TRACING PROCEEDS OF FRAUD AND CORRUPT ENRICHMENT: CHALLENGES & PITFALLS
CHIEF GODWIN OBLA, SAN,FCIArb.BEING A PRESENTATION AT THE LAW DIGEST 4THANNUAL CROSS-BORDER LITIGATION AND ASSET RECOVERY FORUM 2016 HELD IN LAGOSDATE: 3 NOVEMBER 2016
Asset recovery has become a topic of major prominence in the world today, especially with the surge in transnational financial and economic crime and the increasing complexity of commercial transactions used to conceal the proceeds of such crimeCorruption continues to be a global issue. Acts of corruption are concealed by the laundering of the proceeds by complex layers of bank transfers with the aid of the heightened level of financial intelligence.http://www.kaieteurnewsonline.com/2012/08/25/corruption-a-global-issue/The laundering of criminal proceeds involves concealing the source of illicitly-acquired assets. In developing countries, including Nigeria, corrupt persons in both the public and private sectors often conceal illicit funds in offshore financial centres around the world.Tracing is at the initial stage of asset recovery. Fundamental towards recouping the monies or assets that the monies might have metamorphosed into.The cross-border passage of criminal money is facilitated by the global shadow financial system comprising tax havens, secrecy jurisdictions, disguised corporations, anonymous trust accounts, fake foundations, trade mispricing, and other money laundering techniques.
Due to the complexity of these crimes, the use of intelligence-based investigation techniques is fast becoming the norm in the identification of proceeds of crime.In the case of complex corruption investigations where there is often a myriad of financial vehicles across jurisdictions, the use of financial intelligence to “trace” assets has become imperative in unmasking the labyrinth of transactions and locating the proceeds of crime.This presentation attempts a comparative discourse of the applicability of the principles of assets’ tracing in Nigeria & other jurisdictions; whilst highlighting the challenges and proffering applicable working solutionsThe structure adopted in this presentation is to start with a general conversation on tracing, and then proceed to a discussion of issues affecting assets forfeiture through tracing in Nigeria.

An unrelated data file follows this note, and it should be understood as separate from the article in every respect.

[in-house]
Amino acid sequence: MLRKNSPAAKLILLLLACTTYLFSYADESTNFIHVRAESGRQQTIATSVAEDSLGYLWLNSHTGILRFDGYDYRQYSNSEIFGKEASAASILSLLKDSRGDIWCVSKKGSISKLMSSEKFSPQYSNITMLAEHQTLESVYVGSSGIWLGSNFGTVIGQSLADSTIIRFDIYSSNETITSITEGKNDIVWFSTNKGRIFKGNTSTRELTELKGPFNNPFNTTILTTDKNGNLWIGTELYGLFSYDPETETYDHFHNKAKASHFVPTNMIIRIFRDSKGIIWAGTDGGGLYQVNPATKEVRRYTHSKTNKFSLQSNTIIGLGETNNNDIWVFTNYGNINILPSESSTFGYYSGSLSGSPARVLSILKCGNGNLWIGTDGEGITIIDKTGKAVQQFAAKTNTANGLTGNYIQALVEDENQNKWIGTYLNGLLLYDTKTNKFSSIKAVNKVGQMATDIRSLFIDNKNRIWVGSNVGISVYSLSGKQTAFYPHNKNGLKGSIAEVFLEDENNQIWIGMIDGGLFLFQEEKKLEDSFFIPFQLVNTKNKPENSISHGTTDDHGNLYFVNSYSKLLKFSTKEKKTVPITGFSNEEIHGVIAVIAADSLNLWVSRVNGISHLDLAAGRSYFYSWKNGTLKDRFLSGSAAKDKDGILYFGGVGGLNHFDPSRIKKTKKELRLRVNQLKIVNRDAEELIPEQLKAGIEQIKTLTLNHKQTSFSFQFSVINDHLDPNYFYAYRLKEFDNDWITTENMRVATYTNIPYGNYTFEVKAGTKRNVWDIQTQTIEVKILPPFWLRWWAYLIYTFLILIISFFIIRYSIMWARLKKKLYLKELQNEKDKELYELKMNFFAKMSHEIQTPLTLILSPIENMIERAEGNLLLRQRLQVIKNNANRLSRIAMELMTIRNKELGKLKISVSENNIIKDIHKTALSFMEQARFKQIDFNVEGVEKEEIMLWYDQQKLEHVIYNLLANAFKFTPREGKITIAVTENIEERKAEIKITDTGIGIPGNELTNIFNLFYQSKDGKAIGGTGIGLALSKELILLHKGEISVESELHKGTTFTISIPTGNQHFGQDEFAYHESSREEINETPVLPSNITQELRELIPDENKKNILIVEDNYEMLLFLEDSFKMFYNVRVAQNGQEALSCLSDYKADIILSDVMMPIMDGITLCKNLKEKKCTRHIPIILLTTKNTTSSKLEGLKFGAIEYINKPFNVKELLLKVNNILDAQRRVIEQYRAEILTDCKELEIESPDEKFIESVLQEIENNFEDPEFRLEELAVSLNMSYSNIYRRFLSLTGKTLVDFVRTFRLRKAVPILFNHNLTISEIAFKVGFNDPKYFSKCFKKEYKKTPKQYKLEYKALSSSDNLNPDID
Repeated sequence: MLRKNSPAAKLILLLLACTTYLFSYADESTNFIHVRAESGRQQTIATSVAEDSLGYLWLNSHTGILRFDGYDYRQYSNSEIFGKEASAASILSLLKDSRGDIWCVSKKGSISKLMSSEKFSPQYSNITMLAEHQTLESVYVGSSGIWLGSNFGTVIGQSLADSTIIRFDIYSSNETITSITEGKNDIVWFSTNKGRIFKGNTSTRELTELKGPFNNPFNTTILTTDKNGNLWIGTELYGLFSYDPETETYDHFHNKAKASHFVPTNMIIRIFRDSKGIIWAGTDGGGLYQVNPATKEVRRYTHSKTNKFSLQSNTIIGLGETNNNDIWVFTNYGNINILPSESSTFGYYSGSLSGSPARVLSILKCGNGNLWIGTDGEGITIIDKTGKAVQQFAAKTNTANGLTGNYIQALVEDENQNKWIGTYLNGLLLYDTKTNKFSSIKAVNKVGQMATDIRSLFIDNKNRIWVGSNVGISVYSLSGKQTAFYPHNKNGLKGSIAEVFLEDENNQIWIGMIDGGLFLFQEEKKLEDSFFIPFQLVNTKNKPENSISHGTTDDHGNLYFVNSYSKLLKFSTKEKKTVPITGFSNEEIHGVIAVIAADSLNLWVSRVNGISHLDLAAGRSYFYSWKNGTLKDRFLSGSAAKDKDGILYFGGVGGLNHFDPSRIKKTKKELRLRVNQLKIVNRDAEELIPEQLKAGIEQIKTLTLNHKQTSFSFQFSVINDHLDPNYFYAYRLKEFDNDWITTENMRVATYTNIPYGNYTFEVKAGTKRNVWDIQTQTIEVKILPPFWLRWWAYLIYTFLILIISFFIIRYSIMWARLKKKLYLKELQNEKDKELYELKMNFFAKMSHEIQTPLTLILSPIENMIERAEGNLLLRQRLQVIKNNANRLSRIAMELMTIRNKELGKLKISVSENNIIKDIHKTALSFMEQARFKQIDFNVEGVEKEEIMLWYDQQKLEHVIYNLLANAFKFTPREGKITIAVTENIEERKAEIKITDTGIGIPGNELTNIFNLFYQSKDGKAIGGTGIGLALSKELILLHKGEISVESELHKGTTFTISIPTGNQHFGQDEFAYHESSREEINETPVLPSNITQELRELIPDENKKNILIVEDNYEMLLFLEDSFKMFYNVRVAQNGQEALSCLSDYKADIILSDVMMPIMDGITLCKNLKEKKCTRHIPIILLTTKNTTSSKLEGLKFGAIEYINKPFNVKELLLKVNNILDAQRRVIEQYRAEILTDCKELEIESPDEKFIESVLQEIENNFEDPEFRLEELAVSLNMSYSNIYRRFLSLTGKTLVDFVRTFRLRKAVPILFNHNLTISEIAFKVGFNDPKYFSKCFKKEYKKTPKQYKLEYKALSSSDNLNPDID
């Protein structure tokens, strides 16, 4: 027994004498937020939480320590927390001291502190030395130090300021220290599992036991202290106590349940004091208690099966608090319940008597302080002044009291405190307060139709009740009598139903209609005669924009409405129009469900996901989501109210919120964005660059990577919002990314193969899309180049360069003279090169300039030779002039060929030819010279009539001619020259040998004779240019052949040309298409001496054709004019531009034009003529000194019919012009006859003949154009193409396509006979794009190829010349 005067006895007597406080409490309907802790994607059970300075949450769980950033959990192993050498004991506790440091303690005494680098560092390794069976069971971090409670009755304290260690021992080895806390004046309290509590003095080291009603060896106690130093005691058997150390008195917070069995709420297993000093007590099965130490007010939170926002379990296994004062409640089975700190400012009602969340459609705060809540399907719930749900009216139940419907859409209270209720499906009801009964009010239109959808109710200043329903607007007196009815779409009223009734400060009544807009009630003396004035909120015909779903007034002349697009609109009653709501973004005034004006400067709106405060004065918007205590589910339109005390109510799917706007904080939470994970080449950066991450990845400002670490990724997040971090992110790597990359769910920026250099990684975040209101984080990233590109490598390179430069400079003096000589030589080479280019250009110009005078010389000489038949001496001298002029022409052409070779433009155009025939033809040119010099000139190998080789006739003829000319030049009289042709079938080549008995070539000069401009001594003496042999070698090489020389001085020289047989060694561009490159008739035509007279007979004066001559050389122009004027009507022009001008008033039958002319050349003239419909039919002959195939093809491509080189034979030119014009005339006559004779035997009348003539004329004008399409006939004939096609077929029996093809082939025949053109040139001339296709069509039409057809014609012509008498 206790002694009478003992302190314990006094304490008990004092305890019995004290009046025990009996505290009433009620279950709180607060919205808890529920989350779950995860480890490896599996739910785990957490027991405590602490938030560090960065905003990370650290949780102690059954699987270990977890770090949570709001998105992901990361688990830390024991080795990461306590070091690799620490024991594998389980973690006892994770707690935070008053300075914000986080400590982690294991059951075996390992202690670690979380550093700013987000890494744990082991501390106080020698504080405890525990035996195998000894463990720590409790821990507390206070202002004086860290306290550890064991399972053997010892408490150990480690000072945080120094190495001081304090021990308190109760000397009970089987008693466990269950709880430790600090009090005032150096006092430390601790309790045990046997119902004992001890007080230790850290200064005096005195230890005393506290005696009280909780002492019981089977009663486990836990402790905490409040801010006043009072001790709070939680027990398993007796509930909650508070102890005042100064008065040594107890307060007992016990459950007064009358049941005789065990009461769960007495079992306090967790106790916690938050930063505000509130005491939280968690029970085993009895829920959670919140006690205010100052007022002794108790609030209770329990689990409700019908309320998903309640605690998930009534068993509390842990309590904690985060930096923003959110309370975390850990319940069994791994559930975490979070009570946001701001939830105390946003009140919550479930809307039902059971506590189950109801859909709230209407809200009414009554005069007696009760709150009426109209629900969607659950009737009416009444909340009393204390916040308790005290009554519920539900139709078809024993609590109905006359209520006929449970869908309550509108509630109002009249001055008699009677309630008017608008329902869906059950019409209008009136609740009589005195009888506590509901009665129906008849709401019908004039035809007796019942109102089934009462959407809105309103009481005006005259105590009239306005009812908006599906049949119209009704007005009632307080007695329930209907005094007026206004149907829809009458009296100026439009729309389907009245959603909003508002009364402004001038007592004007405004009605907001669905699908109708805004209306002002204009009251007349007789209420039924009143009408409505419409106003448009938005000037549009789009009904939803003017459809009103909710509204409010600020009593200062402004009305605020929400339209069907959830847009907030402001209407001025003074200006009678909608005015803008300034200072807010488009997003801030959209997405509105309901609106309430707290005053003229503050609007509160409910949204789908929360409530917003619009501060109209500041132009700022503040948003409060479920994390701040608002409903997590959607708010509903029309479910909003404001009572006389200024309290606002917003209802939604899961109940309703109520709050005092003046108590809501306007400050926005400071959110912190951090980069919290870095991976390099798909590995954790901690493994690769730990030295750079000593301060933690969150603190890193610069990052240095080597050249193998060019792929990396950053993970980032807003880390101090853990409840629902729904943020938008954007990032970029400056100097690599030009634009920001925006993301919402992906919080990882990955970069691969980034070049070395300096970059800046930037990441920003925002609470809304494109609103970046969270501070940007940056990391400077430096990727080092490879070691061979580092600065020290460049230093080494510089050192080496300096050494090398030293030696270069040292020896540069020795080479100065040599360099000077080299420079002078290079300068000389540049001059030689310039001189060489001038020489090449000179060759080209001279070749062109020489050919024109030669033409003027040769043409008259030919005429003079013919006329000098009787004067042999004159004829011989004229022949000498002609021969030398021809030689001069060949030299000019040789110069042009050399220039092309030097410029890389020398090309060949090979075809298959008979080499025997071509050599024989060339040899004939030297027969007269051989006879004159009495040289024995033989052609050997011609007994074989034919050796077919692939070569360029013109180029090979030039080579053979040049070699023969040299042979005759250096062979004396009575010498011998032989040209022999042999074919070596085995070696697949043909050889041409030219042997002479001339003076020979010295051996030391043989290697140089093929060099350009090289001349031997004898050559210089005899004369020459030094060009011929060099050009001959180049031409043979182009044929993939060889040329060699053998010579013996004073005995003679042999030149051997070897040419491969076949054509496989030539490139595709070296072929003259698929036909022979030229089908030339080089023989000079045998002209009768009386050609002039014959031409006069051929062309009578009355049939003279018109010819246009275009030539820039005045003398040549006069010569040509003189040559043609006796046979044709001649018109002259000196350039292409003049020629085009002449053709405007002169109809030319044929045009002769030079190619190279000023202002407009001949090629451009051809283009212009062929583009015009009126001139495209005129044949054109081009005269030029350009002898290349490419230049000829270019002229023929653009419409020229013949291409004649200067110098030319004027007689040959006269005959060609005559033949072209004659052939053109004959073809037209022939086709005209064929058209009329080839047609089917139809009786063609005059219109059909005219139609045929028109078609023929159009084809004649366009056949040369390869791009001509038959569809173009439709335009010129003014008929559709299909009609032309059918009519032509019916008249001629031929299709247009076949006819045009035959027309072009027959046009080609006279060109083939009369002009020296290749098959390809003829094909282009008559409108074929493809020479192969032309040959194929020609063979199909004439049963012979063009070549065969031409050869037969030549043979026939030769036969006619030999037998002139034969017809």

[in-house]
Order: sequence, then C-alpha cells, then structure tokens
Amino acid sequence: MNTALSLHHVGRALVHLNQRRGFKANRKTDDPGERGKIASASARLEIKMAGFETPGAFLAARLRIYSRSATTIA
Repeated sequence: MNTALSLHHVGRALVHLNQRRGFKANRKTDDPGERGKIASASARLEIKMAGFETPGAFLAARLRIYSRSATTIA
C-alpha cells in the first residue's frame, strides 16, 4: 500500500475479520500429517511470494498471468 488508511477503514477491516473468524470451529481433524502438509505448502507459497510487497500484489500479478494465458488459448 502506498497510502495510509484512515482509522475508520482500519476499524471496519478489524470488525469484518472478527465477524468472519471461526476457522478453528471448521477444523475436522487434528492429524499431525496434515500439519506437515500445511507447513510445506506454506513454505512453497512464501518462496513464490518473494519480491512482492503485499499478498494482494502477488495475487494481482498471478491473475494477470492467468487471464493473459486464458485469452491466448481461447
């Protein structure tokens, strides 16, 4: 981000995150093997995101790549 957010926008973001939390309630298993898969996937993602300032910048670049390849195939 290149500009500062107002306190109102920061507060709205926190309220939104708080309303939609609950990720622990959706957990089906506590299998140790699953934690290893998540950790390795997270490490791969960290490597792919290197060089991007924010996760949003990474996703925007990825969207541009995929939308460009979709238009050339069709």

TRACING AT COMMON LAW
The term “Tracing” has its roots in English common law. It can be described as tracking or following up, step by step, by patient inquiry or observation; or searching into; examining and inquiring into with care and accuracy; finding out by careful inquisition; or a legal inquiry.Lord Millett: “Tracing is neither a claim nor a remedy. It is merely a process by which a claimant demonstrates what has happened to his property, identifies its proceeds and the persons who have handled or received them, and justifies his claim that the proceeds can properly be regarded as representing his property."Tracing at common law is only possible where the property is still identifiable. However where the property has been mixed so that it is no longer identifiable, tracing at common law becomes impossible. It was therefore impossible under common law to trace money into a bank account when that account is credited with funds from different sources.EllenboroghJ in Taylor vPlumer(1815) 3 M & S 562- “at common law it is not possible to trace through mixed funds, thus where the asset can no longer be ascertained to represent the original property, perhaps where the subject is converted into money and mixed with other monies, the rule of tracing at common law becomes extinguished- this is because money has no ear-mark and thus cannot be distinguished within a mixed fund.”While the principles of tracing at common law do not extend to mixed funds for the purpose of recovery of same, it does not preclude tracing into a mixed fund for the purpose of establishing unjust enrichment by virtue of the said fund.